In Asian languages, the word for mind and the word for heart are same. So if you’re not hearing mindfulness in some deep way as heartfulness, you’re not really understanding it. Compassion and kindness towards oneself are intrinsically woven into it. You could think of mindfulness as wise and affectionate attention.

— Jon Kabat-Zinn

Thank you for visiting Mindfulness in the Heartland.

Over twenty-five years ago, I was introduced to a mindfulness-based meditation practice while studying as an undergraduate in psychology. I remember at the time feeling compelled to try meditation because I thought it might help decrease my stress levels while managing the rigors of academic life. This initial foray into mindfulness came at an important time for me. Through a very simple practice, I found something I had been searching for my whole life—a sense of being at ease.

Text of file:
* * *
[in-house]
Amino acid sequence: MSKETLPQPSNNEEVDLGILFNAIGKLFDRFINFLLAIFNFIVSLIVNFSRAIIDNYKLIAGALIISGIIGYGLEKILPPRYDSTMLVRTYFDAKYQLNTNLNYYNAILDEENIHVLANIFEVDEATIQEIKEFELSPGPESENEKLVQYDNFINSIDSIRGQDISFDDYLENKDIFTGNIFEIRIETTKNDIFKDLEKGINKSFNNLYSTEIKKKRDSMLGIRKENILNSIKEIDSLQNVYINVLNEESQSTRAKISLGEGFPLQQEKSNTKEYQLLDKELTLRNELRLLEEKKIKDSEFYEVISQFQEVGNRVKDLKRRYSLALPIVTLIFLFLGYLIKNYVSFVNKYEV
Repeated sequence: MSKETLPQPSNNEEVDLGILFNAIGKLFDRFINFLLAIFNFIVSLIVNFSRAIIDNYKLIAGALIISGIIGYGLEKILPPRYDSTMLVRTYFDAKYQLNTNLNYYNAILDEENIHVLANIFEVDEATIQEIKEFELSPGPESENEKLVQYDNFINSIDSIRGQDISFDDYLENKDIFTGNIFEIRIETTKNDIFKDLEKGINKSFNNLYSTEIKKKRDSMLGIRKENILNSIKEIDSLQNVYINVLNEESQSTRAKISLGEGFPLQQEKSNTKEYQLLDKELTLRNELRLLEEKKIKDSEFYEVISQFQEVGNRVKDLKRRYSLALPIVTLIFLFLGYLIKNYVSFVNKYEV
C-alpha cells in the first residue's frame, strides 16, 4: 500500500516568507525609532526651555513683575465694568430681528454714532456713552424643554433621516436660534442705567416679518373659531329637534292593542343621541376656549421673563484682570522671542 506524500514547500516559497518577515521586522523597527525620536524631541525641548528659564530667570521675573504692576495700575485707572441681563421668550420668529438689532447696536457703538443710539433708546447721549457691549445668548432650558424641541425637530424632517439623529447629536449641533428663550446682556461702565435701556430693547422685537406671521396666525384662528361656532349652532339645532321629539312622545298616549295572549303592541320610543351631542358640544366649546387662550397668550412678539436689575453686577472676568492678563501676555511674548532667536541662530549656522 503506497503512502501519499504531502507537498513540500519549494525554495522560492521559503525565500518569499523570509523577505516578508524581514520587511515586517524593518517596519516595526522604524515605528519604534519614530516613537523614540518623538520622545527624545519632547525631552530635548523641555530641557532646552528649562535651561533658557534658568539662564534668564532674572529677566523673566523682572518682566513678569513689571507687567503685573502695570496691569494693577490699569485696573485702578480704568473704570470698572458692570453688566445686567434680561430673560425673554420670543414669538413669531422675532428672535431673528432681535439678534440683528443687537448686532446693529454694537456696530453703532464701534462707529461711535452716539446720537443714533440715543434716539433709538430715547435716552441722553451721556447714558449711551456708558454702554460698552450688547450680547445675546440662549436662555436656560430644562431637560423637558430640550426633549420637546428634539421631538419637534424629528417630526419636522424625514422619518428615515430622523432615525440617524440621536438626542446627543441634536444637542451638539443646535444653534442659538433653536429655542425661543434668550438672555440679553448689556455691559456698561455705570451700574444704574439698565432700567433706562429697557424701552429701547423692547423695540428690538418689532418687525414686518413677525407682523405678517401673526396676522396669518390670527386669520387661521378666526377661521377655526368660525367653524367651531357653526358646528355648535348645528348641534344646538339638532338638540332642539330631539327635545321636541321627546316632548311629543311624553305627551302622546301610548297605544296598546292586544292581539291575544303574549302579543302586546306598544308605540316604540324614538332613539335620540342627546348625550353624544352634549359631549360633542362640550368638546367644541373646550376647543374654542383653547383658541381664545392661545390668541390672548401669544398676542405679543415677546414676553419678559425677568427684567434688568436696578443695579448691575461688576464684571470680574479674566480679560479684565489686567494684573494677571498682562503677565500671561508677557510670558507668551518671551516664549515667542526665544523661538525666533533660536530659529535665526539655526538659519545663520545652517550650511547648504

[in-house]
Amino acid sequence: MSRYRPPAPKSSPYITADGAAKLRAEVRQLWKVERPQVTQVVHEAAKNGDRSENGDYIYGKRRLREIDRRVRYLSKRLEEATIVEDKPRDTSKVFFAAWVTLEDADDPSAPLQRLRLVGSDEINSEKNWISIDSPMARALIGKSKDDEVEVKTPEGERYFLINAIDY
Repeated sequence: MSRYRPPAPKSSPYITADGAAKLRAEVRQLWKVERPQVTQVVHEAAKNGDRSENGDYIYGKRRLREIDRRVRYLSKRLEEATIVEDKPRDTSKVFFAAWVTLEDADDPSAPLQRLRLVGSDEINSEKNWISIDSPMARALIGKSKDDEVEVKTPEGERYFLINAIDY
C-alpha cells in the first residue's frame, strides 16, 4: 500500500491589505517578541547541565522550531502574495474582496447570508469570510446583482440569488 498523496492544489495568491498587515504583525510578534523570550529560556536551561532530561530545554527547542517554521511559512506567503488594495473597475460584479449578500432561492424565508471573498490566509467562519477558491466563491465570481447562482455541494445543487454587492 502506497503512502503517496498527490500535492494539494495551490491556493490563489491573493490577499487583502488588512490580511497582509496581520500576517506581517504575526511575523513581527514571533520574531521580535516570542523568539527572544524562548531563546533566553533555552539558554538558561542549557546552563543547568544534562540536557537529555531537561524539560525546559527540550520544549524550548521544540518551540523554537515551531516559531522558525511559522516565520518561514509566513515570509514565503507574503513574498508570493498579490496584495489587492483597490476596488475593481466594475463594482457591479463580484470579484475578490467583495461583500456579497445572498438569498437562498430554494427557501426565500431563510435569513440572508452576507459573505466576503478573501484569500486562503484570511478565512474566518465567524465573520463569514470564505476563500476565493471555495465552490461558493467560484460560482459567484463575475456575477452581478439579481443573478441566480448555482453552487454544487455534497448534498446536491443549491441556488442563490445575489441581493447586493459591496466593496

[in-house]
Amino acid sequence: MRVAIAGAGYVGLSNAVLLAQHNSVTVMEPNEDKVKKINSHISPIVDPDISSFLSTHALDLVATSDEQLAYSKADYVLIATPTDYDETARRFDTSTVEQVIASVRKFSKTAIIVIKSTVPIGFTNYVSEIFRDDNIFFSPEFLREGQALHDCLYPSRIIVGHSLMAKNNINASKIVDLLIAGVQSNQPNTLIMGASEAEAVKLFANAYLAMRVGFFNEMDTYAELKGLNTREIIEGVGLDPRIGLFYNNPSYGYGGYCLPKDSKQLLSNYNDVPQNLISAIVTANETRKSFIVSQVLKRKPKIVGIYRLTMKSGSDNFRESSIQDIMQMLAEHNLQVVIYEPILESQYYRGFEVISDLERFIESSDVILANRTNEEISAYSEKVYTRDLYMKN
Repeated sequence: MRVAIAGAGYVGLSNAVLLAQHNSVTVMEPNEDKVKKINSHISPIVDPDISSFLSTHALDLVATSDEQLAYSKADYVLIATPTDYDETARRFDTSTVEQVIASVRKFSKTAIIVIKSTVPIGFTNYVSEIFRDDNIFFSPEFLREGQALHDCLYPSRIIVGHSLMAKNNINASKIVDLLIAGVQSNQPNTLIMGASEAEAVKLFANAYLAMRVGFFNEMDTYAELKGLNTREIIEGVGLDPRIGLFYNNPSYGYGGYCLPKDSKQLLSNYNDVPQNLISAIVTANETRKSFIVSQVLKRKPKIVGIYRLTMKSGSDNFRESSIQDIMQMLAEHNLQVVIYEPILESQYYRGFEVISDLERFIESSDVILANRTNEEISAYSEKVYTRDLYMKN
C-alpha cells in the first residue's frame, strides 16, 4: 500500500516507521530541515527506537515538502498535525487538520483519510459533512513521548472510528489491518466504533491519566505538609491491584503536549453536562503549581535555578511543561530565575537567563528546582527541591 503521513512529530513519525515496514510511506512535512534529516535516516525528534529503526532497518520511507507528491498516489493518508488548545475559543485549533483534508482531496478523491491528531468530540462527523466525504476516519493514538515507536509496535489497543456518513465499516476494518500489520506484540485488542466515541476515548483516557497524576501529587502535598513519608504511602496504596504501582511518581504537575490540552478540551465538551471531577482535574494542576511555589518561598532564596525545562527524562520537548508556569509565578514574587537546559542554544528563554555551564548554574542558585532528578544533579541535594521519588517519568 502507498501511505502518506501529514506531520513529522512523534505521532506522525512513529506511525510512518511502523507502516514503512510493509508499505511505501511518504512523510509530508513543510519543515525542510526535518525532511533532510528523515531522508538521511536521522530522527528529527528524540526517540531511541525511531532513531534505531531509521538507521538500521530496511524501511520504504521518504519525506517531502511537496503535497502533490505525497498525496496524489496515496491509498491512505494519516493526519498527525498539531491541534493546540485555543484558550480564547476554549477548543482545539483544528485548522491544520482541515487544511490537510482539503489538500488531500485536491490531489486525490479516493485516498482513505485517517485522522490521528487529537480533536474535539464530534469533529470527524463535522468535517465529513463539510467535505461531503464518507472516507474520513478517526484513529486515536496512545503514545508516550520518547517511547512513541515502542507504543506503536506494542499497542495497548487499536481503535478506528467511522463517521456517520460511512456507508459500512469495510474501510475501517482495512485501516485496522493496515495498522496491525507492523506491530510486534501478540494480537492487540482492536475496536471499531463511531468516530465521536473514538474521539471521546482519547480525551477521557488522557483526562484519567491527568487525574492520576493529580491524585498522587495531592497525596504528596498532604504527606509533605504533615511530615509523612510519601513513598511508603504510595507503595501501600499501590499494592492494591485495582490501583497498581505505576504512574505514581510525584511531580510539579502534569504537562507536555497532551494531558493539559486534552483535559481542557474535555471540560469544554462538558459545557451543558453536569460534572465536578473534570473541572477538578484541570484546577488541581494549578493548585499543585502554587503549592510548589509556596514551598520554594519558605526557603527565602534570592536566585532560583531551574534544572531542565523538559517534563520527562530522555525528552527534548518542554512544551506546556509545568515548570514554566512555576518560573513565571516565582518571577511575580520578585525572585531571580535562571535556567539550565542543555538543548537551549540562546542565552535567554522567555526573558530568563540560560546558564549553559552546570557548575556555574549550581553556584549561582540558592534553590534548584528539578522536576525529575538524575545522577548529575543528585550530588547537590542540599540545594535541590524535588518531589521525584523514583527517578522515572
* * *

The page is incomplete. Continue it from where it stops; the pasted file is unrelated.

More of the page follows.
Having had the trajectory of my adult life profoundly shaped by the practices of mindfulness, I am committed to sharing them with others who desire to be more fully present to the life unfolding through them. Today, I educate about mindfulness through my writing, public speaking and teaching. My professional practice focuses on mindful parenting and mindfulness in the family, educational settings and the workplace.

Of one thing I am certain, we cannot genuinely experience the joy of life without also accepting its moments of sorrow; because they are two faces of the same coin. Fundamentally, we are all naturally creative, resourceful and house the answers to our innermost needs. Mindfulness practices bring us home to this truth, time and time again.

It is my intention to inspire you to live as if every moment matters—to encourage you to bravely lean into life’s challenges—relinquishing attachments to what “should be” for the sake of what is, and ultimately, to live more joyfully—with compassion and kindness for yourself and others.

With loving-kindness,

Amy Zoe Schonhoff

%d bloggers like this: